The Lake Effect phenomenon is well-known and studied in meteorological circles. Northern or westerly winds blow over the lakes’ surface, picking up heat and water vapor that produce warm columns of air known as “thermals.” Those columns then cool down and condense into cumulus clouds, aligning in the direction of the prevailing wind over the lakes’ surface. When there is a large enough temperature contrast, the cloud structures can dump heavy lake effect snow on the downwind shores of the lakes.
Examples of Lake Effect Snow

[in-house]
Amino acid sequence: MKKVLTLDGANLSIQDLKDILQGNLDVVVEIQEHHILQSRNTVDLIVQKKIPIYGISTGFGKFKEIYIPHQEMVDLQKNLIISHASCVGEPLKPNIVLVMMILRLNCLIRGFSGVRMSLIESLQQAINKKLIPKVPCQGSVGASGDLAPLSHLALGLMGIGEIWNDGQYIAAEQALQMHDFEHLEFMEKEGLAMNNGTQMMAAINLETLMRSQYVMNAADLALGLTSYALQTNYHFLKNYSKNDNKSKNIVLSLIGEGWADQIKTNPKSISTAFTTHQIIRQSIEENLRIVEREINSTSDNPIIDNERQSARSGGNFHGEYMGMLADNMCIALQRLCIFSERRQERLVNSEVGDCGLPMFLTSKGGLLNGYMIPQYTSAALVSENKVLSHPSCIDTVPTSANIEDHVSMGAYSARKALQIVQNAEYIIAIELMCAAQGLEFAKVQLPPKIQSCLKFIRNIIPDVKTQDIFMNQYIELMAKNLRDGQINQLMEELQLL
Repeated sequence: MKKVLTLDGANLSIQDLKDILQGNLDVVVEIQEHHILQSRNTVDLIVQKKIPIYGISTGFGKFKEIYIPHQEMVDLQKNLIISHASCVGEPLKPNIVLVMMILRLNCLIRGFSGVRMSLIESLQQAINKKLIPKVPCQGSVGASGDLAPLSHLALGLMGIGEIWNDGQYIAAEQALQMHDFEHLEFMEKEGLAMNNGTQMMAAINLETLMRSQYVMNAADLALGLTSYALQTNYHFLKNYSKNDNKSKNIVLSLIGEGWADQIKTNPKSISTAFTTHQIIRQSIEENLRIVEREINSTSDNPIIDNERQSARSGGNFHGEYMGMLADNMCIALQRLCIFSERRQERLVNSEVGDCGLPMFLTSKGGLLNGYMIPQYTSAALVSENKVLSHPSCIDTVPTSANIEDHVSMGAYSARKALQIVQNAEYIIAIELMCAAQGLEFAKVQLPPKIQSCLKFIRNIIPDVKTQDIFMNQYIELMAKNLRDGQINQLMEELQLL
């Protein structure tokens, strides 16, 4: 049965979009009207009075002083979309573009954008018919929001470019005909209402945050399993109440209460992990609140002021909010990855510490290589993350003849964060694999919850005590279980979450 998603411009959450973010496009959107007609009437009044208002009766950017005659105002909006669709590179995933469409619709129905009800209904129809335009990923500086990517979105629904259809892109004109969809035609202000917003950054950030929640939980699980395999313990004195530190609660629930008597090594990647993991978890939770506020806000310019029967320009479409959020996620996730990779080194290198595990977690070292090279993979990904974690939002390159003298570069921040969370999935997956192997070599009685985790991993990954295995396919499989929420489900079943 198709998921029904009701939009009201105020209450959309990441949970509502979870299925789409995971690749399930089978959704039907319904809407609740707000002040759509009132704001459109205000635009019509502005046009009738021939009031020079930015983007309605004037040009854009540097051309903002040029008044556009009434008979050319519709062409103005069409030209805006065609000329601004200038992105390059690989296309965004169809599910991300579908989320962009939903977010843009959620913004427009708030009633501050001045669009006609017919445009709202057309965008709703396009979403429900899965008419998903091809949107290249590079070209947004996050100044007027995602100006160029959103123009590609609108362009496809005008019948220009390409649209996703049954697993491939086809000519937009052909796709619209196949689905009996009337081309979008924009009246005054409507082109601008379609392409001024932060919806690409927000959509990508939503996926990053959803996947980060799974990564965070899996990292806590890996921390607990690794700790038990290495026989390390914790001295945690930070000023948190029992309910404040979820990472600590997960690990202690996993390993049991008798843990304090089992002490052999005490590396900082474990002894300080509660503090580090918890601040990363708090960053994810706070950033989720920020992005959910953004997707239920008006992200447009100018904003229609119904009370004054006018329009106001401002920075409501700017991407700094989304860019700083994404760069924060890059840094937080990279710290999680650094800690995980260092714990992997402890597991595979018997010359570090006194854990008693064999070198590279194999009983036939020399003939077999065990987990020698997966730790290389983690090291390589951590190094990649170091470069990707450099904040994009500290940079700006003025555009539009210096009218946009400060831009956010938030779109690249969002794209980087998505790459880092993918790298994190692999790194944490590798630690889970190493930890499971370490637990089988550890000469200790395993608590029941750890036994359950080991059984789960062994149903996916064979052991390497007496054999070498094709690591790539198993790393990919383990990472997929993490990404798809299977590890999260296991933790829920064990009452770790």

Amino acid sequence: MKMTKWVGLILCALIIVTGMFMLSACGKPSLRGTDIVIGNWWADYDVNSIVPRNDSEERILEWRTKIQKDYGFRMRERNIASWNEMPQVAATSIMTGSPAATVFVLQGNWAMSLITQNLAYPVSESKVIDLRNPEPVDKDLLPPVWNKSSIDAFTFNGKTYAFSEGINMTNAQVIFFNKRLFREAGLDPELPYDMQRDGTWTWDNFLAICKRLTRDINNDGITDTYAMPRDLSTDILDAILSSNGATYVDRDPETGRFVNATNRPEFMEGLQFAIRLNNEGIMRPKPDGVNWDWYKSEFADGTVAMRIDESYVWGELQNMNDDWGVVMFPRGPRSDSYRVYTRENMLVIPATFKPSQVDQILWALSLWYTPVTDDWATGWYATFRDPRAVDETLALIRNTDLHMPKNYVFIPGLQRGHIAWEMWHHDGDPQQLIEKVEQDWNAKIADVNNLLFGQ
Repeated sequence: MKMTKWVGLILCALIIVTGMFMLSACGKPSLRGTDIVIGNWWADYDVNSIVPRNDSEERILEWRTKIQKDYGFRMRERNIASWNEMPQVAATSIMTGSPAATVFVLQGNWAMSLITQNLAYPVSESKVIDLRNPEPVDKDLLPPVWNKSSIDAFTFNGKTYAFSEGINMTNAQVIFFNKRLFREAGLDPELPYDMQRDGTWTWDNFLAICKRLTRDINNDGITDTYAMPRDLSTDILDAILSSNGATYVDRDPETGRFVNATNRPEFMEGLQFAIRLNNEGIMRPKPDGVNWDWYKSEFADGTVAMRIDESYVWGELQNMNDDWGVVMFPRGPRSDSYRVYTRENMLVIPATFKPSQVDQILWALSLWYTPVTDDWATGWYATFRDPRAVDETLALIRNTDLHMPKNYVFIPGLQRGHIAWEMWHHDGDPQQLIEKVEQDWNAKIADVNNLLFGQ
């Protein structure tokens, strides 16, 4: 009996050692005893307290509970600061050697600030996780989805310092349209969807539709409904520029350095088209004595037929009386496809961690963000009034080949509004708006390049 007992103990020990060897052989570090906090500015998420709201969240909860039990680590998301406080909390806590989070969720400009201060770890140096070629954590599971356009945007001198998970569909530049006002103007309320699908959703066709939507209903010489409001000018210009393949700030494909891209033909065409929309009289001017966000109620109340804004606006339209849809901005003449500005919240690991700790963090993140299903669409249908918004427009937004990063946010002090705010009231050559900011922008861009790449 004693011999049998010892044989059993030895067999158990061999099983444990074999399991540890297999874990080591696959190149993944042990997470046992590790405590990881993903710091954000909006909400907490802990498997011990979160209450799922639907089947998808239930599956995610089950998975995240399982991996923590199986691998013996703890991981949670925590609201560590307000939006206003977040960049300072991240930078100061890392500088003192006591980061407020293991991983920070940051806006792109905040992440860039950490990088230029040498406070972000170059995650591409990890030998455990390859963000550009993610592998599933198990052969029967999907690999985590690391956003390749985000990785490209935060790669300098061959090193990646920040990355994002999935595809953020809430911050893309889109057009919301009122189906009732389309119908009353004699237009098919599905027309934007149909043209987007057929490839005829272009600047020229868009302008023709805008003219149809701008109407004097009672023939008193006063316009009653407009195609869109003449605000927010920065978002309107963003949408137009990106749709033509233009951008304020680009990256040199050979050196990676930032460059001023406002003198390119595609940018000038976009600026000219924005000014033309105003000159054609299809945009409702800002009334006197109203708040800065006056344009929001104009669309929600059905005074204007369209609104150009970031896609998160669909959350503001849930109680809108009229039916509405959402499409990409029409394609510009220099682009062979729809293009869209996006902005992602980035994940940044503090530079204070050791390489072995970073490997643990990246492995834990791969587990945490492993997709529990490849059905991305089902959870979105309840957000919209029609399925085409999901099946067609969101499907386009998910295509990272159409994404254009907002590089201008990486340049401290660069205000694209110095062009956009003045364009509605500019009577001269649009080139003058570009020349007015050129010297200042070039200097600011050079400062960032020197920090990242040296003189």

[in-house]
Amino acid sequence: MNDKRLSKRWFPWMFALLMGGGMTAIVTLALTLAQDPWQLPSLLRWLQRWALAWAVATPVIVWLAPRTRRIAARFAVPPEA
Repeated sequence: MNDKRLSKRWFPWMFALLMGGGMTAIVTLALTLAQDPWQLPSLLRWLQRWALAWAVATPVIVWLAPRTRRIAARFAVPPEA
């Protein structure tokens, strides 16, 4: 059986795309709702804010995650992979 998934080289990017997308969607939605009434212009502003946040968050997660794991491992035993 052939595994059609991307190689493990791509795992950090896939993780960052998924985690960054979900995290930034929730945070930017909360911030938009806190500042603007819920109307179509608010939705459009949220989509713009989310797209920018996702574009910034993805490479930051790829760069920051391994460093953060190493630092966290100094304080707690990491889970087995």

On Feb. 13, 2020, the NOAA-20 satellite viewed cloud streets over Lake Superior, signifying a cold air mass on the move. In fact, wind chill advisories were in effect on Thursday for a portions of the Great Lakes region and Northern New England, according to the National Weather Service.Frigid air and wind
On Feb. 27, 2020, GOES-East was watching over the Great Lakes region, where the National Weather Service (NWS) forecasts “a major lake-effect snow event … as cold and blustery westerly winds blow across the still-warm lake waters.”The lake effect